What Siri Taught Me About God

Big Pic pics

A perfectly sensible maze of roads

I’m geographically challenged. I’ve never been really good at directions, and I’ve taken a few wrongs turns since moving to K’Town.  It’s not uncommon for me to make a quick call to the hubs to ask him where I turn or help me figure out my exact location. The north, south, east, west thing tends to elude me unless I can see the sun rising or setting. Roads look the same, especially if you don’t pay attention to their names. All I can say is thank God for Siri and her geographic gifts.

Recently, I flew to Michigan for the weekend. While thousands of feet in the air, I noticed how the road systems below seemed to make perfect sense. A web of complicated weavings, yet I could easily determine how I could get from point A to point B. In fact, many routes from A to B seemed very clear. My bird’s eye view cleared the ground view fog that often kept me from making “right” turns.

As gravity’s captive, I can only see  roads just ahead of me; unfortunately, those roads can look the same or sometimes aren’t very well-lit. Other times, I encounter dirt roads with few travelers.

While Siri is no god, her guiding voice reminds me of how God speaks to us on our life journey. He tells us to turn, yet we don’t trust His directions. We argue with Him: I can’t turn here God; it doesn’t make any sense. Wait, God, that road is scary and dark. That can’t be the right way.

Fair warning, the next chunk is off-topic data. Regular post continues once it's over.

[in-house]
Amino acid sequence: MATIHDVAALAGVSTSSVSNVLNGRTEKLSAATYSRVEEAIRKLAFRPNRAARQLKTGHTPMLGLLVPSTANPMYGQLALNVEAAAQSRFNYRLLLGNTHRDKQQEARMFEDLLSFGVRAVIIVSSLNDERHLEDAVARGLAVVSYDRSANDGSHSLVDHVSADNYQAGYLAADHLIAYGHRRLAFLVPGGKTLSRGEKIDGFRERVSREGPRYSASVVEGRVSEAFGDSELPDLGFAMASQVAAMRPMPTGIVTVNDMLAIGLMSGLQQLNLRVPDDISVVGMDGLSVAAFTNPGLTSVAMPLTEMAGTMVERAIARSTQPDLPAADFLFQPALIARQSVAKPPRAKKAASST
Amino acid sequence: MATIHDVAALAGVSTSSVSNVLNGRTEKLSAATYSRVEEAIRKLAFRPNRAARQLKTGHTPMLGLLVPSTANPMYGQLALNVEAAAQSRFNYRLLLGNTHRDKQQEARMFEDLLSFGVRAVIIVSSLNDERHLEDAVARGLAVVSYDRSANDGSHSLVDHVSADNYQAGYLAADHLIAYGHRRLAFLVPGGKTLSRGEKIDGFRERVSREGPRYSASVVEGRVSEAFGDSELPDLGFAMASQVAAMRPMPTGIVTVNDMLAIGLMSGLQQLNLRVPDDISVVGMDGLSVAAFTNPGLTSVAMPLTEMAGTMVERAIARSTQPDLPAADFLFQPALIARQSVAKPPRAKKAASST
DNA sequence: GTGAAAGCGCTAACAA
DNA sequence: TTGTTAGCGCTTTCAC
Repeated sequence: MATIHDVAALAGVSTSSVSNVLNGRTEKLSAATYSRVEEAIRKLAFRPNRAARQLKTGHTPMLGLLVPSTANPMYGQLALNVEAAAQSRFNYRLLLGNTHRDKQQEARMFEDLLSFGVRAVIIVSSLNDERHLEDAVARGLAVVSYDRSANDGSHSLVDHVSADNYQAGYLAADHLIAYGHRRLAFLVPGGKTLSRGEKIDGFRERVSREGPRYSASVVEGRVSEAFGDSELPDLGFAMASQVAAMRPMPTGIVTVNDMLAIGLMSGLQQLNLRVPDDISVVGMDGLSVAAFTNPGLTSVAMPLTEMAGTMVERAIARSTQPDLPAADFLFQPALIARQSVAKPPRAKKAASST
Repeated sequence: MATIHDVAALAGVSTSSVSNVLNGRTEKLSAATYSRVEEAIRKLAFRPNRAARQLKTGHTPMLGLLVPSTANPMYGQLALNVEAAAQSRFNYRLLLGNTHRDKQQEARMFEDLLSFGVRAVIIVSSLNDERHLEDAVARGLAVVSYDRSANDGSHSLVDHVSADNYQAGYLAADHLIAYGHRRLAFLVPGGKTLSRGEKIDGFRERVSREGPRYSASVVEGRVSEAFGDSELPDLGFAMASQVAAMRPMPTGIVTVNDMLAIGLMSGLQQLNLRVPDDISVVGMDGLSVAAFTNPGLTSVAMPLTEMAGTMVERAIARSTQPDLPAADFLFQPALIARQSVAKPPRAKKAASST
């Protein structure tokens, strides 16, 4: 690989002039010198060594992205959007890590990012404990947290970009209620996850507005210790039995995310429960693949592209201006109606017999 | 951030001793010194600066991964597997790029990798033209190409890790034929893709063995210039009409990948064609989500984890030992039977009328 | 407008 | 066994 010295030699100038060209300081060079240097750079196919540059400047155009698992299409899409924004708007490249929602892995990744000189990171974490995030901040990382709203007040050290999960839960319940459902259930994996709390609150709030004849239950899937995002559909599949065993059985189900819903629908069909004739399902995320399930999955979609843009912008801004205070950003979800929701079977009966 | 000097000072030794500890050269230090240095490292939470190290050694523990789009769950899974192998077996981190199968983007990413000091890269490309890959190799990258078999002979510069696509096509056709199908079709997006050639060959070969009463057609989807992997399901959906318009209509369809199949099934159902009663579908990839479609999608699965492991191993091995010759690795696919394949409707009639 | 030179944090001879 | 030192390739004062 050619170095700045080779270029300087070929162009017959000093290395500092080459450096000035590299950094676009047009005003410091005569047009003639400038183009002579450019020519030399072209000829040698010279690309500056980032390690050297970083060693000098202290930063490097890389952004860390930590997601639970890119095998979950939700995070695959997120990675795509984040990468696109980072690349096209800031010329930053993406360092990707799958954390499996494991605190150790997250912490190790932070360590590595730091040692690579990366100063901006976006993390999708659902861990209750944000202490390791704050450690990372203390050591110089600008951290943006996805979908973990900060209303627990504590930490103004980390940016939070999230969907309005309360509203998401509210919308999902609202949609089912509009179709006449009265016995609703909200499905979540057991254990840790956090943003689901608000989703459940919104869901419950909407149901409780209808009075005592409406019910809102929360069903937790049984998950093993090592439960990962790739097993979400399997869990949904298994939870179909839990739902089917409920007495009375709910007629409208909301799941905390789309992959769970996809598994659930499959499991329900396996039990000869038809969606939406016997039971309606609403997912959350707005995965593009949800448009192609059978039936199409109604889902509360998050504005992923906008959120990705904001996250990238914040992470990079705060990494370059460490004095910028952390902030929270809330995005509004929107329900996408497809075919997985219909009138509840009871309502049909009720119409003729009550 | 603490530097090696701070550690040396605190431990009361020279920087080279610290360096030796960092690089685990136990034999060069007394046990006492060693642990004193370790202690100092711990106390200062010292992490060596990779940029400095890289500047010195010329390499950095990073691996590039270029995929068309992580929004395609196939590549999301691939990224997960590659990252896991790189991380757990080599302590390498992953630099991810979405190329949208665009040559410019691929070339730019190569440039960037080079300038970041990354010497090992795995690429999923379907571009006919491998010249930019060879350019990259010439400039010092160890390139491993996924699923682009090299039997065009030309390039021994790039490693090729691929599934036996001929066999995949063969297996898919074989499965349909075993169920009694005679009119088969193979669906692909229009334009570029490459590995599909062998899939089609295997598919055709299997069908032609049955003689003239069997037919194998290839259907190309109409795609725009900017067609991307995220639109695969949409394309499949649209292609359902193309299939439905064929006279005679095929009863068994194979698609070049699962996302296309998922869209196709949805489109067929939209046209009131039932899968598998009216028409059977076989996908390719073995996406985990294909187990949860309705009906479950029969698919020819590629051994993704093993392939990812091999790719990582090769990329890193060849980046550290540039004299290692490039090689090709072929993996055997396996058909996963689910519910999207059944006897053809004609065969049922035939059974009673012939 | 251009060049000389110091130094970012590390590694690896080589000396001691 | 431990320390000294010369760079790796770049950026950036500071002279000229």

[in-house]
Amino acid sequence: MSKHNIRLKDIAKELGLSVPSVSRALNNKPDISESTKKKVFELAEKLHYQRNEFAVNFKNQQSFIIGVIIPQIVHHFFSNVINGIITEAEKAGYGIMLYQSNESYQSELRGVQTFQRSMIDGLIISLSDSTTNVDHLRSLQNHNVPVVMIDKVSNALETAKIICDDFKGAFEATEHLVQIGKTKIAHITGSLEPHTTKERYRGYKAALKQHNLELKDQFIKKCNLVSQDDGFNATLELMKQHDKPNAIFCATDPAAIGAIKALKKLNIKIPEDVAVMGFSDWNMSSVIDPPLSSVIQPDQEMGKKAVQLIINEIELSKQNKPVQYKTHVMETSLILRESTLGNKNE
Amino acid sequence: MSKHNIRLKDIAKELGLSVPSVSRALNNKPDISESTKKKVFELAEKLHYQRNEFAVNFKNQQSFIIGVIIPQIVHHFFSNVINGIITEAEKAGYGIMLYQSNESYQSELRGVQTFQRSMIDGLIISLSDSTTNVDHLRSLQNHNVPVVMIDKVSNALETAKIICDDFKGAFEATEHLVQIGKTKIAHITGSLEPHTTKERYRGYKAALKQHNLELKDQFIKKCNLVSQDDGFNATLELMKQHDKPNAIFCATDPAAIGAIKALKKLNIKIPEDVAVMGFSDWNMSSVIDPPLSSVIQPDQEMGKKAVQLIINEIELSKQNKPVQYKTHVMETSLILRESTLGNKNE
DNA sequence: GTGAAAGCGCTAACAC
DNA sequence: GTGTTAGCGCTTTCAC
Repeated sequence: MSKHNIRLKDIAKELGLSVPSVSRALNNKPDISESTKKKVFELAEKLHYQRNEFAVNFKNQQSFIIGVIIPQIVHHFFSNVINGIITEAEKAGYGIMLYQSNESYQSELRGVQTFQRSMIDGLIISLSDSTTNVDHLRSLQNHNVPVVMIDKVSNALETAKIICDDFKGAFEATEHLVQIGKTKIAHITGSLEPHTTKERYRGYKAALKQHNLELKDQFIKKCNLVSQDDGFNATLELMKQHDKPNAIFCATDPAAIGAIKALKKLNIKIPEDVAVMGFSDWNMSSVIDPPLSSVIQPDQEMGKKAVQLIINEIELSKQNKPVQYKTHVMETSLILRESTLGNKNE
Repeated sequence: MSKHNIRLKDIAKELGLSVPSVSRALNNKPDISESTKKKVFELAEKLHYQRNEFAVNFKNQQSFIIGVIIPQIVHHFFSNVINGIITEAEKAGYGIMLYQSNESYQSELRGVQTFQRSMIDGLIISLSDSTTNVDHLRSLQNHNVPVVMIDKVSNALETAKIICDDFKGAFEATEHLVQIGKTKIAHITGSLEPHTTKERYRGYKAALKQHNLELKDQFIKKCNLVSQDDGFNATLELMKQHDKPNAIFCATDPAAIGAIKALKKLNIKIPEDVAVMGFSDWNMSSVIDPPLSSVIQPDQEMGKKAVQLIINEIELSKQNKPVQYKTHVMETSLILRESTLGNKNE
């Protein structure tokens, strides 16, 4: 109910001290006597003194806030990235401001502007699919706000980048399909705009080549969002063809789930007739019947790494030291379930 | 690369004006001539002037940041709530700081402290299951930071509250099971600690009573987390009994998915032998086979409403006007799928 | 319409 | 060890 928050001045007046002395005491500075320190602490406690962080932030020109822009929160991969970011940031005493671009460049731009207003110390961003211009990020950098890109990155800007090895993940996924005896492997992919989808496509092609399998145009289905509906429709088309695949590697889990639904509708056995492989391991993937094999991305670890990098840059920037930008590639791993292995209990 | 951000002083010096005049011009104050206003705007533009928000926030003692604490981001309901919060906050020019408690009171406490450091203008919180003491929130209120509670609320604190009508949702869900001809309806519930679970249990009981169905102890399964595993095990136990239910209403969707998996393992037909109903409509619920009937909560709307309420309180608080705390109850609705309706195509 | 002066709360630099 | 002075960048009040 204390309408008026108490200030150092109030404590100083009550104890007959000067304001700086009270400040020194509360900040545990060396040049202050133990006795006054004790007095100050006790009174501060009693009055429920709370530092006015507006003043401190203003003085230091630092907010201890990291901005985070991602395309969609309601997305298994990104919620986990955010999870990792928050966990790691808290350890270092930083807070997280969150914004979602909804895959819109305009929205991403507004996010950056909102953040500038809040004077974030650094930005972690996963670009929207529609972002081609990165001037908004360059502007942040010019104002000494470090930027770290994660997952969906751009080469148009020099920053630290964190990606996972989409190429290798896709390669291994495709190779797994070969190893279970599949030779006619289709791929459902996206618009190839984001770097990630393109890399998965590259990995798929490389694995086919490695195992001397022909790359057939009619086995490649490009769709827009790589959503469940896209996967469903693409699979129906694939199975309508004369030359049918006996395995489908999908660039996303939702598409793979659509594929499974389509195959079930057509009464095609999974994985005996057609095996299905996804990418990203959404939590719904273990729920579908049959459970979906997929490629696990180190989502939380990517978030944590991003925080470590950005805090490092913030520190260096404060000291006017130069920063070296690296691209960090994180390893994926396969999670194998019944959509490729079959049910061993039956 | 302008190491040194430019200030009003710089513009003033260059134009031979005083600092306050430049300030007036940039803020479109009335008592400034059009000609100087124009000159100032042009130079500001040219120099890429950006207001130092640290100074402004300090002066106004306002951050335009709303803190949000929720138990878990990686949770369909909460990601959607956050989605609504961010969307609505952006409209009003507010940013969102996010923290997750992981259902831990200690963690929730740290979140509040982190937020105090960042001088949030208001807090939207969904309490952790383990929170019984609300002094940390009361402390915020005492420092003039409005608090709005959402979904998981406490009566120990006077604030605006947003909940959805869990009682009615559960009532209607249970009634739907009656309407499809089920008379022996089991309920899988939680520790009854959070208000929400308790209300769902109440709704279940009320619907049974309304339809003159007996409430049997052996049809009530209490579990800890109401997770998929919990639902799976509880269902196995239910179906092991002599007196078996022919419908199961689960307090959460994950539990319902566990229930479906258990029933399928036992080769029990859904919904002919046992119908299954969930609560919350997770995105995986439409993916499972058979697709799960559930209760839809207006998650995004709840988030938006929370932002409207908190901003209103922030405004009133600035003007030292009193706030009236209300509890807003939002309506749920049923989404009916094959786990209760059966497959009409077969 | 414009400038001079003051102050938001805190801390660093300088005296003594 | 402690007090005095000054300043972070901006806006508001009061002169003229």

We must remember that God has the Big Picture View. He sees how each road connects, the distance to travel from Point A to B, and how more than one route will get us where we need to go. He will provide light on those dimly lit streets and an angel to help us when we get a flat on a deserted dirt road.

While Siri croons out directions with confidence, she can steer us wrong based on faulty information. However, God’s directions never send us off course. He speaks with confidence and our only job is to trust and turn as He instructs. Following His directions is the perfect cure for those of us who are geographically challenged.


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